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tv   Political Capital With Al Hunt  Bloomberg  December 15, 2013 9:30am-10:01am EST

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>> this week on "political capital" -- harry reid and chris van hollen talk about the budget deal and 2014. and also the volcker rule. and talking about paul ryan's future. we begin the show with the senate majority leader harry reid. thank you for being with us. you had an agreement on friday so you do not need another all- night session. does this mark the end of this war that has transpired?
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republicans say it is due to the rules change. >> the trouble has been over the last few days -- has not been over the last few days, but over the past five years. there's never been a situation where the president has been treated the way he has by congress. it is no wonder that people feel the way they do about congress. we have had untoward abstraction -- obstruction on everything. the culmination was was after five years, that the recognition was after five years. we recognize to could not get a team together. we changed the rules. >> are those permanent? >> it is so important. this way no matter who is president. i do not know how people can complain about the majority. people talk about the filibuster as if it were something that is next to the 10 commandments.
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the filibuster is not part of the constitution. it was developed to help get legislation passed. it has been good for the country. who could complain about majority voting? >> with this agreement, you will take up the budget deal, at least the first vote. is that certain to pass? >> i think it would be suicide if republicans did not pass it. here is an agreement that is a landmark agreement. it is not because of the size but for what it does for the congress and the american people. >> and you have the democratic vote? will the caucus vote for it? how confident are you on republicans? >> that is up to them. it would be political suicide. paul ryan has meetings with patty murray.
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they did what we always used to do in congress. they both have fixed ideas. they're both good legislators . they do not agree on much, but that is how it used to be. you work together and compromise. >> will the senate confirmed janet yellen? >> yes. toward the end of next week. >> the white house has indicated plans to have stanley fischer, the former head of the central bank of israel, as the new vice chair of the head. good ide >> i do not have the slightest idea. i read about it yesterday. it sounds interesting. i do not know. that is the least of my worries today. let's return to another issue. chairman menendez would like to pass a tougher iranian sanctions bill.
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it would be triggered if the interim agreement calls through. john kerry and the white house say it would be a bad idea and hurt negotiations. will there be a vote in the senate in january on an iranian sanctions bill? >> we had a briefing this week. we had kerry and lew. secretary of treasury and secretary of state. it lasted for more than two hours. and menendez was there. they are working to come up with some type of resolution or legislation. he has worked closely at my side of the aisle. senator schumer who has been involved in this. i will wait to see what they come up with. >> would it be more likely to be a resolution than the legislation? >> i do not know. but first understand it is an important issue.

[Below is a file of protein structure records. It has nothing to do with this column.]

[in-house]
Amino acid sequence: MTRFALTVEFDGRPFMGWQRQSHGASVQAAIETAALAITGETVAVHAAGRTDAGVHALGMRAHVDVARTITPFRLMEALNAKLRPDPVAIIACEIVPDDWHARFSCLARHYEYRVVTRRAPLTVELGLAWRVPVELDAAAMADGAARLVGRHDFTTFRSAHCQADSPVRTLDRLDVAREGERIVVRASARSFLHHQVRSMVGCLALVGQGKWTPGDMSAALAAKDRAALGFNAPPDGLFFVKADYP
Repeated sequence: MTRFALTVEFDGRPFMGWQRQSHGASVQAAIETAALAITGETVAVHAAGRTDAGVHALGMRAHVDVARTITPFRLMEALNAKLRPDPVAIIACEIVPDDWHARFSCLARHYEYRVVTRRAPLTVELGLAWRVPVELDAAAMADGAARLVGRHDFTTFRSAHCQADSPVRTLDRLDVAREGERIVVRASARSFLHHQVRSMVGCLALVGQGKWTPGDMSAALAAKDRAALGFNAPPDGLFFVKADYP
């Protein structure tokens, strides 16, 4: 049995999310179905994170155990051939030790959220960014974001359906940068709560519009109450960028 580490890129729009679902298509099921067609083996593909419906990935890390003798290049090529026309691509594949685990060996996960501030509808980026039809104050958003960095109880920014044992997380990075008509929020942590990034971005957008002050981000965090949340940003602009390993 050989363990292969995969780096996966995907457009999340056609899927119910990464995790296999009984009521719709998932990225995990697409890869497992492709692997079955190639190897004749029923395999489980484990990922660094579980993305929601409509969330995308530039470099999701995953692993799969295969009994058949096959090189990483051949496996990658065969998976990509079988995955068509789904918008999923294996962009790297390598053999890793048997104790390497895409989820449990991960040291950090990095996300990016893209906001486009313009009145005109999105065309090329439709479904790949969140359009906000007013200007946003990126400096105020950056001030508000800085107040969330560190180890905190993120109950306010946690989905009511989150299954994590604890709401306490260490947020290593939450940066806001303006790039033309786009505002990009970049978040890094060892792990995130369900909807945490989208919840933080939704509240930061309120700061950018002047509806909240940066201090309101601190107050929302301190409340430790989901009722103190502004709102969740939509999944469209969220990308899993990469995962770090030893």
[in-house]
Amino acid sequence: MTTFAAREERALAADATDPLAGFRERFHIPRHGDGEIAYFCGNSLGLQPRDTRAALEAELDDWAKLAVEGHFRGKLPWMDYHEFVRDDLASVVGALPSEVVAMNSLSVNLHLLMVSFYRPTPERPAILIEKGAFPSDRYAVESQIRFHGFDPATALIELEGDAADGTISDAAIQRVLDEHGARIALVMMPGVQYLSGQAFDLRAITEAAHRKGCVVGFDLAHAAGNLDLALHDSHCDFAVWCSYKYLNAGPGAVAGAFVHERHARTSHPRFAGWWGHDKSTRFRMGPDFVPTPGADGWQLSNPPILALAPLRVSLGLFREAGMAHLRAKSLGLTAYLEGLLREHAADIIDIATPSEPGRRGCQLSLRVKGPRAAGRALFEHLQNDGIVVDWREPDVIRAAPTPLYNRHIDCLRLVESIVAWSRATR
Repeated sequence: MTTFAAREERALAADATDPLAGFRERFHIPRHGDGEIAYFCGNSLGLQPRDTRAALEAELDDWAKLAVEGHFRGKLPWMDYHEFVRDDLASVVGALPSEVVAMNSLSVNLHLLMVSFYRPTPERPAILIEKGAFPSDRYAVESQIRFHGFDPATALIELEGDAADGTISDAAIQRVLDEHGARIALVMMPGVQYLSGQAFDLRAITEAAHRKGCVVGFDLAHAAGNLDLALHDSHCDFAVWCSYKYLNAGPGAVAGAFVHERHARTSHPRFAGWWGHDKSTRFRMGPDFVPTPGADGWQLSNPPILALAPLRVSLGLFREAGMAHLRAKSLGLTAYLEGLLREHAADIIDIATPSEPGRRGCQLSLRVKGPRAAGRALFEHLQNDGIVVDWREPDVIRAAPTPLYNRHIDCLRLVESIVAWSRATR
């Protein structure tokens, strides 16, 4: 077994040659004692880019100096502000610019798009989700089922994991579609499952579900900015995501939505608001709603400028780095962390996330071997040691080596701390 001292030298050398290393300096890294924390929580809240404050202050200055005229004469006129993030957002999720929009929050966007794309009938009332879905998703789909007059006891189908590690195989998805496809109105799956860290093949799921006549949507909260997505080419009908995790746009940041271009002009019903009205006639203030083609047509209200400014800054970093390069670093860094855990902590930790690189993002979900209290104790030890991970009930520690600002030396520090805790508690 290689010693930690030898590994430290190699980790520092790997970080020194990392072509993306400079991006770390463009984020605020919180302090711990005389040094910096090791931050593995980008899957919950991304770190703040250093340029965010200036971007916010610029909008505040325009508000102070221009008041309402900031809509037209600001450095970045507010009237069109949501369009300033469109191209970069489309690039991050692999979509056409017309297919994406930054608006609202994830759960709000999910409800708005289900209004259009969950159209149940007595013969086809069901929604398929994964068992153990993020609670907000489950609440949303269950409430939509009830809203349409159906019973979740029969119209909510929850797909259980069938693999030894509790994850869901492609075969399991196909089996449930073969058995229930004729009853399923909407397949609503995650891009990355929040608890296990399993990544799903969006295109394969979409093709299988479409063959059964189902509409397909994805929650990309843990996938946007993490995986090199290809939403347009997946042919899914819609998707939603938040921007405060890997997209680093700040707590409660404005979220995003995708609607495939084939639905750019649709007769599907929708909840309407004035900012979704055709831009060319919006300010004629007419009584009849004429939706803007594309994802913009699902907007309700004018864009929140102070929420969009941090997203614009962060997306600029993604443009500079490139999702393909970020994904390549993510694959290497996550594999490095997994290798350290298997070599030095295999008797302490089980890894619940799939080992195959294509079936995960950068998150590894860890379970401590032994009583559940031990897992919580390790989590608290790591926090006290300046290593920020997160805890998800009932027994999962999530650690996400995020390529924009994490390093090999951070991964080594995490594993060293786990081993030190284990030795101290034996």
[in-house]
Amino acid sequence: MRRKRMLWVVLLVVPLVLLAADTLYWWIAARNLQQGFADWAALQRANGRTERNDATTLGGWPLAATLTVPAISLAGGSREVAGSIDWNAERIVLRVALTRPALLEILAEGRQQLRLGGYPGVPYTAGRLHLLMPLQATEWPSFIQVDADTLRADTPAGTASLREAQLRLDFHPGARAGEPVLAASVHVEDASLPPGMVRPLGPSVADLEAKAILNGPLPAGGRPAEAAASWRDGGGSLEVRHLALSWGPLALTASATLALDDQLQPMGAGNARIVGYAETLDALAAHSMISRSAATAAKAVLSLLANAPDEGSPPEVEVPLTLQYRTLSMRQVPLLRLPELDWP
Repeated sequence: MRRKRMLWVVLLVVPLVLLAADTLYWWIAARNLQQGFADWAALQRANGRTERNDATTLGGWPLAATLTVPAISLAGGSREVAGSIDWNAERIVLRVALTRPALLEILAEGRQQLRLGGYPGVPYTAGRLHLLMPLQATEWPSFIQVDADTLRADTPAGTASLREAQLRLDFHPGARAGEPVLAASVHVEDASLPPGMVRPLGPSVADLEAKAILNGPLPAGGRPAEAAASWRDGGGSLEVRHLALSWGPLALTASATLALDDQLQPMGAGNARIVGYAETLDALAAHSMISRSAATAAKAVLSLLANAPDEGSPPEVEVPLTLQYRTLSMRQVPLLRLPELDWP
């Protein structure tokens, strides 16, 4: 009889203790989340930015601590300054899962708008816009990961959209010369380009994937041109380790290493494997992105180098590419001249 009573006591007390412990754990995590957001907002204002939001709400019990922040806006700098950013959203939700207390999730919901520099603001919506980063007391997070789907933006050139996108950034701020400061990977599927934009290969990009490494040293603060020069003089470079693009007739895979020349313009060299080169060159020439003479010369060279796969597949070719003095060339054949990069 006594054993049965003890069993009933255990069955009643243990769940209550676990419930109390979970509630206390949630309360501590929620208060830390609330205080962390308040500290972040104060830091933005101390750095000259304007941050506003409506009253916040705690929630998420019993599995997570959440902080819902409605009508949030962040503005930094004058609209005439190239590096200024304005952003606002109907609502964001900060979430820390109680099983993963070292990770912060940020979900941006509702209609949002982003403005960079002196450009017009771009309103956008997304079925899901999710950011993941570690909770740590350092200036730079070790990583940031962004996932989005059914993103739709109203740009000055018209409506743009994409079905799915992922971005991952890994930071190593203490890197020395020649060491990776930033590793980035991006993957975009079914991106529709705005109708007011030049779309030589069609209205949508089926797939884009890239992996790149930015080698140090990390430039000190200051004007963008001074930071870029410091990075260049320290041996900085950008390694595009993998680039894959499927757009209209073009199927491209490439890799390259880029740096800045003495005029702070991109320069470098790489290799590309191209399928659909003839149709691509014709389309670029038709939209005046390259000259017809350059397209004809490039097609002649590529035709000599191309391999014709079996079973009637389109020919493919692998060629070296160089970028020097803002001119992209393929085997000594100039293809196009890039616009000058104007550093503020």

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iran has been a real problem for the united states for many -- almost years. 40 we cannot let them get a nuclear weapon. israel is our friend. israel is my friend. i will do everything i can to protect negotiations and also take into consideration that bipartisan legislation is never bad. if we can come up with something that satisfies my people -- menendez and schumer and it is bipartisan -- we will take a look at it gave >> and satisfy john kerry, too. in this country, we have three separate branches of government. >> if kerry says this could impede negotiations, wouldn't that be a concern? >> of course it is a concern. that is why before thanksgiving, we've made sure there wasn't
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anything on that. we cannot let it go on forever. we're taking that into consideration. i have talked to the president on this. i have spoken to john kerry on many occasions. >> it has cost democrats. charlie cook says there is a 50/50 chance where republicans could win back the senate. do you think it will cost you the senate? >> maybe cook will be right for once, but i doubt it. >> you think you will take -- keep control of the senate? do you think you'll lose a couple? >> no. they said we will lose last time. we picked up two seats. we have incumbents that are doing well. we have states like kentucky, where we are ahead. nn isorgia, michelle num running extremely well. >> speaking of kentucky, will
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you campaign for allison grimes? >> no. i'm a traditionalist. >> would you help her raise money? >> i do not ancient eads my help. she seems to be doing well. >> let me ask about the white house decision to bring back john podesta who was a clinton chief of staff. >> when i was told this was going to happen, he could hear me yell over the phone. i know he did. john podesta will bring political savvy to the white house. i think that is important. he was a wise choice. in addition, they will bring katie byrne as part of the political teen. she will be the personality representing the white house in the senate. she is just wonderful. the two of them will help so much getting good, political